> >  include/linux/randomize_kstack.h | 40 ++++++++++++++++++++++++++++++++
> >  init/main.c                      | 23 ++++++++++++++++++
> >  4 files changed, 90 insertions(+)
> >  create mode 100644 include/linux/randomize_kstack.h
> 
> Please add documentation for the new kernel boot parameter to
> Documentation/admin-guide/kernel-parameters.txt.

Oops, yes. Thanks for the reminder!

(I wonder if checkpatch can notice "+early_param" and suggest the Doc
update hmmm)
Kees Cook June 22, 2020, 9:30 p.m. UTC | #4
On Mon, Jun 22, 2020 at 10:07:37PM +0200, Jann Horn wrote:
> On Mon, Jun 22, 2020 at 9:31 PM Kees Cook <keescook@chromium.org> wrote:
> > This provides the ability for architectures to enable kernel stack base
> > address offset randomization. This feature is controlled by the boot
> > param "randomize_kstack_offset=on/off", with its default value set by
> > CONFIG_RANDOMIZE_KSTACK_OFFSET_DEFAULT.
> [...]
> > +#define add_random_kstack_offset() do {                                        \
> > +       if (static_branch_maybe(CONFIG_RANDOMIZE_KSTACK_OFFSET_DEFAULT, \
> > +                               &randomize_kstack_offset)) {            \
> > +               u32 offset = this_cpu_read(kstack_offset);              \
> > +               u8 *ptr = __builtin_alloca(offset & 0x3FF);             \
> > +               asm volatile("" : "=m"(*ptr));                          \
> > +       }                                                               \
> > +} while (0)
> 
> clang generates better code here if the mask is stack-aligned -
> otherwise it needs to round the stack pointer / the offset:

Interesting. I was hoping to avoid needing to know the architecture
stack alignment (leaving it up to the compiler).

> 
> $ cat alloca_align.c
> #include <alloca.h>
> void callee(void);
> 
> void alloca_blah(unsigned long rand) {
>   asm volatile(""::"r"(alloca(rand & MASK)));
>   callee();
> }
> $ clang -O3 -c -o alloca_align.o alloca_align.c -DMASK=0x3ff
> $ objdump -d alloca_align.o
> [...]
>    0: 55                    push   %rbp
>    1: 48 89 e5              mov    %rsp,%rbp
>    4: 81 e7 ff 03 00 00    and    $0x3ff,%edi
>    a: 83 c7 0f              add    $0xf,%edi
>    d: 83 e7 f0              and    $0xfffffff0,%edi
>   10: 48 89 e0              mov    %rsp,%rax
>   13: 48 29 f8              sub    %rdi,%rax
>   16: 48 89 c4              mov    %rax,%rsp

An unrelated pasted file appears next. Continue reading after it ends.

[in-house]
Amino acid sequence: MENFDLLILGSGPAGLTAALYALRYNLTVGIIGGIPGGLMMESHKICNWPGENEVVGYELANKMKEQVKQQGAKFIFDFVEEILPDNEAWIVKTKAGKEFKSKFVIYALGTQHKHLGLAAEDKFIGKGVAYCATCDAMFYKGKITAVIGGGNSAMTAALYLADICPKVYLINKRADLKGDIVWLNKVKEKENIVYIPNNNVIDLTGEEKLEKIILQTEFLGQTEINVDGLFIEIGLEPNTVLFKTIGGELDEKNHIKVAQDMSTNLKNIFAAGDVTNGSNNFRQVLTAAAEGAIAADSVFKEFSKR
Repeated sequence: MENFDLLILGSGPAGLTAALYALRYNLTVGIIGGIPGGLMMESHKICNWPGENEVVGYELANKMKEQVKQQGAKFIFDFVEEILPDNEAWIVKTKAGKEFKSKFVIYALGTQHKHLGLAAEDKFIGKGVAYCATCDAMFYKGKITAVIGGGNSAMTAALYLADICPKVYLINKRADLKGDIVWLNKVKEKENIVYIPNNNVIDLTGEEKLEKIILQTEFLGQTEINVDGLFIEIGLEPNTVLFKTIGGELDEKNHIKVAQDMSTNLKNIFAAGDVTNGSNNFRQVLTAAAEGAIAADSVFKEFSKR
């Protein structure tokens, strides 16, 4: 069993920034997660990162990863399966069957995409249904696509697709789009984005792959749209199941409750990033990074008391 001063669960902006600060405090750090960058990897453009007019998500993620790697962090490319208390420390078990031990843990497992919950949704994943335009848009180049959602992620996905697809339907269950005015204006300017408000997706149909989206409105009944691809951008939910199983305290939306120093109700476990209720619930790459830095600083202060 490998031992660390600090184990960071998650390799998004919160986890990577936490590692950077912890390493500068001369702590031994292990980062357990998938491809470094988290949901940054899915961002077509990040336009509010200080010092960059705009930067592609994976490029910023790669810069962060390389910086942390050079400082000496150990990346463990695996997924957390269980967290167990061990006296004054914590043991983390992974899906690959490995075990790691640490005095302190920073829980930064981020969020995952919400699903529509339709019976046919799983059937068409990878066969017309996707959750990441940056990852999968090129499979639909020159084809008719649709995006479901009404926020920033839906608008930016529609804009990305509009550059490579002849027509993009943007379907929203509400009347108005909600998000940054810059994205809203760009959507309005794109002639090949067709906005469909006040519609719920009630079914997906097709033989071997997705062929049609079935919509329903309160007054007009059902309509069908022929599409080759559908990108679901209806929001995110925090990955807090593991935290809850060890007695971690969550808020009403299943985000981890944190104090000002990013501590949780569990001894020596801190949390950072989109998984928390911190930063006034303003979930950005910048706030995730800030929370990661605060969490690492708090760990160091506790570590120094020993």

>   19: e8 00 00 00 00        callq  1e <alloca_blah+0x1e>
>   1e: 48 89 ec              mov    %rbp,%rsp
>   21: 5d                    pop    %rbp
>   22: c3                    retq
> $ clang -O3 -c -o alloca_align.o alloca_align.c -DMASK=0x3f0
> $ objdump -d alloca_align.o
> [...]
>    0: 55                    push   %rbp
>    1: 48 89 e5              mov    %rsp,%rbp
>    4: 48 89 e0              mov    %rsp,%rax
>    7: 81 e7 f0 03 00 00    and    $0x3f0,%edi
>    d: 48 29 f8              sub    %rdi,%rax
>   10: 48 89 c4              mov    %rax,%rsp
>   13: e8 00 00 00 00        callq  18 <alloca_blah+0x18>
>   18: 48 89 ec              mov    %rbp,%rsp
>   1b: 5d                    pop    %rbp
>   1c: c3                    retq
> $
> 
> (From a glance at the assembly, gcc seems to always assume that the
> length may be misaligned.)

Right -- this is why I didn't bother with it, since it didn't seem to
notice what I'd already done to the alloca() argument. (But from what I
could measure on cycle counts, the additional ALU didn't seem to really
make much difference ... it _would_ be nice to avoid it, of course.)

> Maybe this should be something along the lines of
> __builtin_alloca(offset & (0x3ff & ARCH_STACK_ALIGN_MASK)) (with
> appropriate definitions of the stack alignment mask depending on the
> architecture's choice of stack alignment for kernel code).

Is that explicitly selected anywhere in the kernel? I thought the
alignment was left up to the compiler (as in I've seen bugs fixed where
the kernel had to deal with the alignment choices the compiler was
making...)
Jann Horn June 22, 2020, 9:42 p.m. UTC | #5
On Mon, Jun 22, 2020 at 11:30 PM Kees Cook <keescook@chromium.org> wrote:
> On Mon, Jun 22, 2020 at 10:07:37PM +0200, Jann Horn wrote:
> > On Mon, Jun 22, 2020 at 9:31 PM Kees Cook <keescook@chromium.org> wrote:
> > > This provides the ability for architectures to enable kernel stack base
> > > address offset randomization. This feature is controlled by the boot
> > > param "randomize_kstack_offset=on/off", with its default value set by
> > > CONFIG_RANDOMIZE_KSTACK_OFFSET_DEFAULT.
> > [...]
> > > +#define add_random_kstack_offset() do {                                        \
> > > +       if (static_branch_maybe(CONFIG_RANDOMIZE_KSTACK_OFFSET_DEFAULT, \
> > > +                               &randomize_kstack_offset)) {            \
> > > +               u32 offset = this_cpu_read(kstack_offset);              \